I say build the dame hotel with tax payer backing and be done with it. If they keep this up, the thing will never get built and don't half-ass do it either. If you are going to build it, then do it right and don't cut corners either. All these critics and analyst have their own opinions, number crunching, and examples from other cities. If this thing is built right in the first place, then I think it can be successful. They need to add features that will attract locals to the convention center like restaurants, shopping, a downtown movie theater, a small music venue, etc.

By: Time for Truth on 11/16/09 at 9:10

Our 10-20 year old building only costs us 450k a year and the MCC will cost closer to 30 mil a year until long past its viability and usefulness. And the current facility seems to work just fine if we are already number 13 or so in that market and about 30th in population among major cities. Jeff is right, we need to stop subsidizing these people.

Dean is saying, "We're not going to build something we can't afford. We're not going to try to force something we can't do given the nature of the market." What on earth does he think he is doing with the center itself?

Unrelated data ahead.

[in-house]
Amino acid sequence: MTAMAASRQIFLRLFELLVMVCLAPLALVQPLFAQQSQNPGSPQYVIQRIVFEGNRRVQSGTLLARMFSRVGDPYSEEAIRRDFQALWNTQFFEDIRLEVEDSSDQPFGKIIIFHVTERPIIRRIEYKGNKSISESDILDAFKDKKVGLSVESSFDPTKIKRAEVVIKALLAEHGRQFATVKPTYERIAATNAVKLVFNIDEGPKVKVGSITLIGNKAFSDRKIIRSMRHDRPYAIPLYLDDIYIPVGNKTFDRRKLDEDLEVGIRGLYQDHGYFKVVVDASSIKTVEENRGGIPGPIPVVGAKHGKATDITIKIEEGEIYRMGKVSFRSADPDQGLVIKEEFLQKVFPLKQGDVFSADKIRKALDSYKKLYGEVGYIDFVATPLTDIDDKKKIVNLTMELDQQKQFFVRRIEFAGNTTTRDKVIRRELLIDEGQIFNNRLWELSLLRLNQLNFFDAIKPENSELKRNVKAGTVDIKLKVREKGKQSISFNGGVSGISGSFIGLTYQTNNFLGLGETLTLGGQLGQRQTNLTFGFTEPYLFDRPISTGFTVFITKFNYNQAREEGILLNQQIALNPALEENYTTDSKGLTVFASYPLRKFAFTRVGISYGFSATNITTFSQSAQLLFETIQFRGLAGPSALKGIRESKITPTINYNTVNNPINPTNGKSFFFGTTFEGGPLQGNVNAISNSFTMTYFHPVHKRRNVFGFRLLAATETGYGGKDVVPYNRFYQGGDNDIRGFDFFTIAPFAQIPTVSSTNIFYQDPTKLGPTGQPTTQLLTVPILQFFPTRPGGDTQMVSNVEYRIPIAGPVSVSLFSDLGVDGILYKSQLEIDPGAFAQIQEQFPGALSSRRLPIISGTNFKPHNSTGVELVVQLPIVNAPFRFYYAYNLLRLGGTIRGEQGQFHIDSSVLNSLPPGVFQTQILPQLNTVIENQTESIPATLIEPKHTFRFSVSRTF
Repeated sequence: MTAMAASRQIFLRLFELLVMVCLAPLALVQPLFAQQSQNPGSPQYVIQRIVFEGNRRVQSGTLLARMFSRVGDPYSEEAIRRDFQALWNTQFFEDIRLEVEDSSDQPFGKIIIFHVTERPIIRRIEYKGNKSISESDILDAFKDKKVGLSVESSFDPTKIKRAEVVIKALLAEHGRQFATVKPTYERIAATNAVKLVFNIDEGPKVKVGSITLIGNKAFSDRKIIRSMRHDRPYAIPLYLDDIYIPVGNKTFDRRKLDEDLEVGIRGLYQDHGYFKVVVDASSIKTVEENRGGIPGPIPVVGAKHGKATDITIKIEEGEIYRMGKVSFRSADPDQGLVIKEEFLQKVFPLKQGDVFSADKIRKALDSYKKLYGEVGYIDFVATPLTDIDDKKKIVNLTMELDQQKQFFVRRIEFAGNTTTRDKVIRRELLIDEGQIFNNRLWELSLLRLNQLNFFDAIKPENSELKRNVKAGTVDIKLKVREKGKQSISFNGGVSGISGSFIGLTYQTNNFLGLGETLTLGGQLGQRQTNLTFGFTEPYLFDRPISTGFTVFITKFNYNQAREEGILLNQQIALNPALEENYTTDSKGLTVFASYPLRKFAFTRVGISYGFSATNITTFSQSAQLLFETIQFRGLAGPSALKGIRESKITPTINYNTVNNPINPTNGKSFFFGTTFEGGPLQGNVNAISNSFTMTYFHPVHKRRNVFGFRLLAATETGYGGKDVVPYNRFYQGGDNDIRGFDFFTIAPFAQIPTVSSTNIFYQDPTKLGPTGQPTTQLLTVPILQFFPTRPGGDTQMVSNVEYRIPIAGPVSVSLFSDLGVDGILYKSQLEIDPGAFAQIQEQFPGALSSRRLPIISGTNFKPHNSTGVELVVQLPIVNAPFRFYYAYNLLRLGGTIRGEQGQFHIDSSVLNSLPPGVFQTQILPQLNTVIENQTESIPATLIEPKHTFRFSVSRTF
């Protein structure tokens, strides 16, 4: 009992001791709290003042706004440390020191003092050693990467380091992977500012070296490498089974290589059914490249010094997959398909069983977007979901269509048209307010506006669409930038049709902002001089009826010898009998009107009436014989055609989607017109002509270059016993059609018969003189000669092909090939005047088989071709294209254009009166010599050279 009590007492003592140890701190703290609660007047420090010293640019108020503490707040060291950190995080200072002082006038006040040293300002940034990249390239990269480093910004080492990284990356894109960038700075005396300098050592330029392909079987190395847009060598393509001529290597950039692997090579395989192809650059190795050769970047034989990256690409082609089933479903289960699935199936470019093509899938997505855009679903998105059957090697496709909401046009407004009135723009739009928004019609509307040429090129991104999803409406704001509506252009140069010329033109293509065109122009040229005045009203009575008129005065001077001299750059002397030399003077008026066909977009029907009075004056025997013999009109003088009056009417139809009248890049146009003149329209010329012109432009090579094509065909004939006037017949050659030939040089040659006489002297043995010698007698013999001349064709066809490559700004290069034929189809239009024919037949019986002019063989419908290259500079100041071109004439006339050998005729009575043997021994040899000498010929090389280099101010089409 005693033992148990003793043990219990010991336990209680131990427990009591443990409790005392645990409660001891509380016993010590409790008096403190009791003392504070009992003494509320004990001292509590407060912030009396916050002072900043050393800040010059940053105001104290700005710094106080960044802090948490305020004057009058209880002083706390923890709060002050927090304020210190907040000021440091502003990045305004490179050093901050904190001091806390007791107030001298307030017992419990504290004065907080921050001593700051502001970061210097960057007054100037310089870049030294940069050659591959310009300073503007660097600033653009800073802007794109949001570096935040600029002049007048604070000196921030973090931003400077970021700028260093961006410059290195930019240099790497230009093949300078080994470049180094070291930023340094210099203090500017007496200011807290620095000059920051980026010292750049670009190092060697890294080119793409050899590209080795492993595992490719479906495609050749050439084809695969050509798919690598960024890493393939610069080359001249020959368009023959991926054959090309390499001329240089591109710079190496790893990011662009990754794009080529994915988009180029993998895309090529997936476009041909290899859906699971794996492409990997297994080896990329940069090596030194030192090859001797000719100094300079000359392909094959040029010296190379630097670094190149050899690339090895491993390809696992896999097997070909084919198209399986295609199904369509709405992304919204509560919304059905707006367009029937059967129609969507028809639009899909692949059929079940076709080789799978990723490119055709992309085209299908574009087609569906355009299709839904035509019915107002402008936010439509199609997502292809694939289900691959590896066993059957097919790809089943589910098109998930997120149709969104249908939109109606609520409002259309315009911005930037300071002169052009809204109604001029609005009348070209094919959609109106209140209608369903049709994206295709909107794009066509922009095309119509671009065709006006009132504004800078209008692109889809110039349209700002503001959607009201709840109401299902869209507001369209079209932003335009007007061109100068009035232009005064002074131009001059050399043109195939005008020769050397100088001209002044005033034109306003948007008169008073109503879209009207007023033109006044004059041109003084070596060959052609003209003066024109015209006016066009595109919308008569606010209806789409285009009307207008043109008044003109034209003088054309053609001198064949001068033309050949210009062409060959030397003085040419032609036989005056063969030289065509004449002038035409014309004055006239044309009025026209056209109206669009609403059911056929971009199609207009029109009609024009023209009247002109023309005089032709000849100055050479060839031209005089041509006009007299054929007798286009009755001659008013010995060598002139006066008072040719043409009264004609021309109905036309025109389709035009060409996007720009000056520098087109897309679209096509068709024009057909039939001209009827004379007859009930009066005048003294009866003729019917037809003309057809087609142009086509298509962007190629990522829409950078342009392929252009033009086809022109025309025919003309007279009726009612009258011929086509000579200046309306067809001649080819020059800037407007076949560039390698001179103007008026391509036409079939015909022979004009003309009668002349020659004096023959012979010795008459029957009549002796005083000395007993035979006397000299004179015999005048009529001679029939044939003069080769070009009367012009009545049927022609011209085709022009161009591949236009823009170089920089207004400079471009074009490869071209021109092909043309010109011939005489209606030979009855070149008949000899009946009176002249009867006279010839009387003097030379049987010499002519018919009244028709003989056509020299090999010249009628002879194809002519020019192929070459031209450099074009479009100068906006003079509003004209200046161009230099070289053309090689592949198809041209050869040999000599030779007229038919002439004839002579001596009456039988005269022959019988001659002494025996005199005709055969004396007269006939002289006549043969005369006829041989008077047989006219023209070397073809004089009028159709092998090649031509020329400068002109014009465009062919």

Another laugher is the contention that a taxpayer-funded hotel will stimulate private development. Among the flaws in that argument is that the best opportunity for private development in that area is the footprint of the center itself. The best stimulus for private development would be to free up the property by not building the center, eliminating the limbo those properties have been in for several years.

By: Time for Truth on 11/16/09 at 9:15

prod, you are parroting people like yourself in your excerpts, cheerleaders predicting a rosy future based on one quarter's sales and waving a banner saying 'don't look at the debt behind the curtain, look at the pretty glass walls'.

By: govskeptic on 11/16/09 at 9:55

The Mayor doesn't want to tell us that the Financial
advisers are giving nothing but bad news about the